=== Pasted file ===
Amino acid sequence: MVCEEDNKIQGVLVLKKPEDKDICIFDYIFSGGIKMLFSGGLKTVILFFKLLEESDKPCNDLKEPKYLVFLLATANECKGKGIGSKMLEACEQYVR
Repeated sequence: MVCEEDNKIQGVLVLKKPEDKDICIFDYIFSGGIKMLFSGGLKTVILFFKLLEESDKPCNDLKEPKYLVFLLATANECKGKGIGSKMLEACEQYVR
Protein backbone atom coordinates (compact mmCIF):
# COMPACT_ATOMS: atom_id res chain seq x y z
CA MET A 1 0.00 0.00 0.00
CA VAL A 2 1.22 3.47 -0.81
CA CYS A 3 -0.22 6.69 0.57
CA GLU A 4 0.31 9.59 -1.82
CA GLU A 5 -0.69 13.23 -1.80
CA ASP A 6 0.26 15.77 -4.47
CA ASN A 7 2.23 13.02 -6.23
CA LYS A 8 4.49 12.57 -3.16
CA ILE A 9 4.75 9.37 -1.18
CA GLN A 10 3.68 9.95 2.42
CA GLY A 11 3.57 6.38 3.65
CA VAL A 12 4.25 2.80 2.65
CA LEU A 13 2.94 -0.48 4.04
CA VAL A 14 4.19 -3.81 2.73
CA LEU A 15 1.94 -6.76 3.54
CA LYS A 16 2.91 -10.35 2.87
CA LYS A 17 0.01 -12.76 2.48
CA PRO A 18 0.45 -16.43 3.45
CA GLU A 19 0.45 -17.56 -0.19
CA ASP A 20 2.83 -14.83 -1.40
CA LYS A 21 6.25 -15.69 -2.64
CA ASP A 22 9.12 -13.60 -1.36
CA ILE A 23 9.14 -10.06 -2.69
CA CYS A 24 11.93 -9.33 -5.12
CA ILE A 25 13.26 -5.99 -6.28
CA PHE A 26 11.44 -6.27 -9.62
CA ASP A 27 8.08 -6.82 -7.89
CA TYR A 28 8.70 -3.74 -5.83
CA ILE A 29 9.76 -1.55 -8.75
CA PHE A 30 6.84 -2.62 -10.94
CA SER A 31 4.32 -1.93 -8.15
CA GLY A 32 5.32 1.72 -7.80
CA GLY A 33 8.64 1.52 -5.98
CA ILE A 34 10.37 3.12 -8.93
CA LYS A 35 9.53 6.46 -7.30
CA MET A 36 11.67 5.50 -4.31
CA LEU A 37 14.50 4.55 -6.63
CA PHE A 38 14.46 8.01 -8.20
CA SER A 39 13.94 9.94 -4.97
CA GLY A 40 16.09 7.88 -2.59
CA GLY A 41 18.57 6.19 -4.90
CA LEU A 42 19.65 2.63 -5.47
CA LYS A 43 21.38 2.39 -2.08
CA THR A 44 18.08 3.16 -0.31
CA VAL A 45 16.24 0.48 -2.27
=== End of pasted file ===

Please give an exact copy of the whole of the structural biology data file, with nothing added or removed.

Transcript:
Amino acid sequence: MVCEEDNKIQGVLVLKKPEDKDICIFDYIFSGGIKMLFSGGLKTVILFFKLLEESDKPCNDLKEPKYLVFLLATANECKGKGIGSKMLEACEQYVR
Repeated sequence: MVCEEDNKIQGVLVLKKPEDKDICIFDYIFSGGIKMLFSGGLKTVILFFKLLEESDKPCNDLKEPKYLVFLLATANECKGKGIGSKMLEACEQYVR
Protein backbone atom coordinates (compact mmCIF):
# COMPACT_ATOMS: atom_id res chain seq x y z
CA MET A 1 0.00 0.00 0.00
CA VAL A 2 1.22 3.47 -0.81
CA CYS A 3 -0.22 6.69 0.57
CA GLU A 4 0.31 9.59 -1.82
CA GLU A 5 -0.69 13.23 -1.80
CA ASP A 6 0.26 15.77 -4.47
CA ASN A 7 2.23 13.02 -6.23
CA LYS A 8 4.49 12.57 -3.16
CA ILE A 9 4.75 9.37 -1.18
CA GLN A 10 3.68 9.95 2.42
CA GLY A 11 3.57 6.38 3.65
CA VAL A 12 4.25 2.80 2.65
CA LEU A 13 2.94 -0.48 4.04
CA VAL A 14 4.19 -3.81 2.73
CA LEU A 15 1.94 -6.76 3.54
CA LYS A 16 2.91 -10.35 2.87
CA LYS A 17 0.01 -12.76 2.48
CA PRO A 18 0.45 -16.43 3.45
CA GLU A 19 0.45 -17.56 -0.19
CA ASP A 20 2.83 -14.83 -1.40
CA LYS A 21 6.25 -15.69 -2.64
CA ASP A 22 9.12 -13.60 -1.36
CA ILE A 23 9.14 -10.06 -2.69
CA CYS A 24 11.93 -9.33 -5.12
CA ILE A 25 13.26 -5.99 -6.28
CA PHE A 26 11.44 -6.27 -9.62
CA ASP A 27 8.08 -6.82 -7.89
CA TYR A 28 8.70 -3.74 -5.83
CA ILE A 29 9.76 -1.55 -8.75
CA PHE A 30 6.84 -2.62 -10.94
CA SER A 31 4.32 -1.93 -8.15
CA GLY A 32 5.32 1.72 -7.80
CA GLY A 33 8.64 1.52 -5.98
CA ILE A 34 10.37 3.12 -8.93
CA LYS A 35 9.53 6.46 -7.30
CA MET A 36 11.67 5.50 -4.31
CA LEU A 37 14.50 4.55 -6.63
CA PHE A 38 14.46 8.01 -8.20
CA SER A 39 13.94 9.94 -4.97
CA GLY A 40 16.09 7.88 -2.59
CA GLY A 41 18.57 6.19 -4.90
CA LEU A 42 19.65 2.63 -5.47
CA LYS A 43 21.38 2.39 -2.08
CA THR A 44 18.08 3.16 -0.31
CA VAL A 45 16.24 0.48 -2.27